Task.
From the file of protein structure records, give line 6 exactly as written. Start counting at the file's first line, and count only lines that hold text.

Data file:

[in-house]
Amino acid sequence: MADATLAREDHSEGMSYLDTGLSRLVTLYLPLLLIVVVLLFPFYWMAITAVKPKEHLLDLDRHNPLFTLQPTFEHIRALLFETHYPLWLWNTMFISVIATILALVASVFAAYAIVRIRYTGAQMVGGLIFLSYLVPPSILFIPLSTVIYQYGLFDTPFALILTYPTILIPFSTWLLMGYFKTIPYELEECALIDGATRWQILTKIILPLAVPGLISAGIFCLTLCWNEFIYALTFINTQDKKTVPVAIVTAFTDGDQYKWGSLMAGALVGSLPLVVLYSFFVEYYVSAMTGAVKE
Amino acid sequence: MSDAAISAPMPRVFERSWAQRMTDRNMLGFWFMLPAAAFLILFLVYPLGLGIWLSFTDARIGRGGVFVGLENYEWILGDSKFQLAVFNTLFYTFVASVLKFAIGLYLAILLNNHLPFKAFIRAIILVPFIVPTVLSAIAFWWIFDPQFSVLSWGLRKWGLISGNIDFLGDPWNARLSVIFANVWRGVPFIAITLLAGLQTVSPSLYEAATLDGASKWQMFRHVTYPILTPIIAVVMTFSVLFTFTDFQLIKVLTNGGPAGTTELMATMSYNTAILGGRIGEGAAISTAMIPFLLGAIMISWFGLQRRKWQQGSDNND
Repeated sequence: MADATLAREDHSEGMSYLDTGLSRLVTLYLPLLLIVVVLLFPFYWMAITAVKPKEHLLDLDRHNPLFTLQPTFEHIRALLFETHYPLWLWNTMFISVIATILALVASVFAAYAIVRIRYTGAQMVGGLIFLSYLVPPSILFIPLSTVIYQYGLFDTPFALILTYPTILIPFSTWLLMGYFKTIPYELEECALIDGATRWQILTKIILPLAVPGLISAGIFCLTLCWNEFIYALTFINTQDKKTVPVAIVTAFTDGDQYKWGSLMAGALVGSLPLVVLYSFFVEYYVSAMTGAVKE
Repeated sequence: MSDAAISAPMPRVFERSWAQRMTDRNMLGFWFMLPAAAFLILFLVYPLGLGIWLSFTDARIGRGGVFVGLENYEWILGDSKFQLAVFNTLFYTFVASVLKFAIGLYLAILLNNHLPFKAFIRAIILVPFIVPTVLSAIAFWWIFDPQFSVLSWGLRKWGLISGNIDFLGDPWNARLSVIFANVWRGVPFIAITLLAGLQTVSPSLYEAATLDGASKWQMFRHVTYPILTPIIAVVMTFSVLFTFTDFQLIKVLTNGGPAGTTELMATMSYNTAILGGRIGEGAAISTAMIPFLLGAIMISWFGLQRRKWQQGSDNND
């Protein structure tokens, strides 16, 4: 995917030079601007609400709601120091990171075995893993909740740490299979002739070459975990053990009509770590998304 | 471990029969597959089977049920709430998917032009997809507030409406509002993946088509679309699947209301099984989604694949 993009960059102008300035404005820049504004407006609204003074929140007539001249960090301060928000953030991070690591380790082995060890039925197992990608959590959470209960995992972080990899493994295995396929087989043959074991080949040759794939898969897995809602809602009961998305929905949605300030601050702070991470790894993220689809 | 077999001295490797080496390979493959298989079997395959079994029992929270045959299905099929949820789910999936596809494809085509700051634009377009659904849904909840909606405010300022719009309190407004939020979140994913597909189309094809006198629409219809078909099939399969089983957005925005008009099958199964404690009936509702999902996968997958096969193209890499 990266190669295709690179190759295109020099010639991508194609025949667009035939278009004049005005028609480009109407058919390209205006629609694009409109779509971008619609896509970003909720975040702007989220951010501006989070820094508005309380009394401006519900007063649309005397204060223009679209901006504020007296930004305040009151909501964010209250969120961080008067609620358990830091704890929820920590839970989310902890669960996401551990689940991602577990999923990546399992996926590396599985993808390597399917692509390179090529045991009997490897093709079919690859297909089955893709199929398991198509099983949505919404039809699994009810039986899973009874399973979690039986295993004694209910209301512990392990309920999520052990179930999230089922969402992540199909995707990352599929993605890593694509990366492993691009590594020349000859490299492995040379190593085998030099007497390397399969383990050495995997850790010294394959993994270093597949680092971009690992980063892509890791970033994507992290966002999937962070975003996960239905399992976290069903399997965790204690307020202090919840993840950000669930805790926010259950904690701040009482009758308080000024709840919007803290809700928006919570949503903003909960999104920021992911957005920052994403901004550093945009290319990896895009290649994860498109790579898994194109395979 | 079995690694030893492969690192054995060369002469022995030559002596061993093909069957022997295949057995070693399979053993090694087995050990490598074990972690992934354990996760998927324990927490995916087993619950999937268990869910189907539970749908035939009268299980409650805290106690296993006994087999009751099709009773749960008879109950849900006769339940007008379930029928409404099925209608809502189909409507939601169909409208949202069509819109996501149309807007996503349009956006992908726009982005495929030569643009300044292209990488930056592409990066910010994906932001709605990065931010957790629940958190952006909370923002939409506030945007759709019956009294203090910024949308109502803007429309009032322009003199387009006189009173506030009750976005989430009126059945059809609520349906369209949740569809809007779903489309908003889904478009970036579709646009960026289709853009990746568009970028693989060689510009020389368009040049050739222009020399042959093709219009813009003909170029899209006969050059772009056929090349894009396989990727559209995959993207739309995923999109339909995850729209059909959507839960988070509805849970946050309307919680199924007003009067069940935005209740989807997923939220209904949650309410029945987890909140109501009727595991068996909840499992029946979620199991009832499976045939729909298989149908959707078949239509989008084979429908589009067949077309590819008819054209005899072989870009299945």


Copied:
């Protein structure tokens, strides 16, 4: 995917030079601007609400709601120091990171075995893993909740740490299979002739070459975990053990009509770590998304 | 471990029969597959089977049920709430998917032009997809507030409406509002993946088509679309699947209301099984989604694949 993009960059102008300035404005820049504004407006609204003074929140007539001249960090301060928000953030991070690591380790082995060890039925197992990608959590959470209960995992972080990899493994295995396929087989043959074991080949040759794939898969897995809602809602009961998305929905949605300030601050702070991470790894993220689809 | 077999001295490797080496390979493959298989079997395959079994029992929270045959299905099929949820789910999936596809494809085509700051634009377009659904849904909840909606405010300022719009309190407004939020979140994913597909189309094809006198629409219809078909099939399969089983957005925005008009099958199964404690009936509702999902996968997958096969193209890499 990266190669295709690179190759295109020099010639991508194609025949667009035939278009004049005005028609480009109407058919390209205006629609694009409109779509971008619609896509970003909720975040702007989220951010501006989070820094508005309380009394401006519900007063649309005397204060223009679209901006504020007296930004305040009151909501964010209250969120961080008067609620358990830091704890929820920590839970989310902890669960996401551990689940991602577990999923990546399992996926590396599985993808390597399917692509390179090529045991009997490897093709079919690859297909089955893709199929398991198509099983949505919404039809699994009810039986899973009874399973979690039986295993004694209910209301512990392990309920999520052990179930999230089922969402992540199909995707990352599929993605890593694509990366492993691009590594020349000859490299492995040379190593085998030099007497390397399969383990050495995997850790010294394959993994270093597949680092971009690992980063892509890791970033994507992290966002999937962070975003996960239905399992976290069903399997965790204690307020202090919840993840950000669930805790926010259950904690701040009482009758308080000024709840919007803290809700928006919570949503903003909960999104920021992911957005920052994403901004550093945009290319990896895009290649994860498109790579898994194109395979 | 079995690694030893492969690192054995060369002469022995030559002596061993093909069957022997295949057995070693399979053993090694087995050990490598074990972690992934354990996760998927324990927490995916087993619950999937268990869910189907539970749908035939009268299980409650805290106690296993006994087999009751099709009773749960008879109950849900006769339940007008379930029928409404099925209608809502189909409507939601169909409208949202069509819109996501149309807007996503349009956006992908726009982005495929030569643009300044292209990488930056592409990066910010994906932001709605990065931010957790629940958190952006909370923002939409506030945007759709019956009294203090910024949308109502803007429309009032322009003199387009006189009173506030009750976005989430009126059945059809609520349906369209949740569809809007779903489309908003889904478009970036579709646009960026289709853009990746568009970028693989060689510009020389368009040049050739222009020399042959093709219009813009003909170029899209006969050059772009056929090349894009396989990727559209995959993207739309995923999109339909995850729209059909959507839960988070509805849970946050309307919680199924007003009067069940935005209740989807997923939220209904949650309410029945987890909140109501009727595991068996909840499992029946979620199991009832499976045939729909298989149908959707078949239509989008084979429908589009067949077309590819008819054209005899072989870009299945």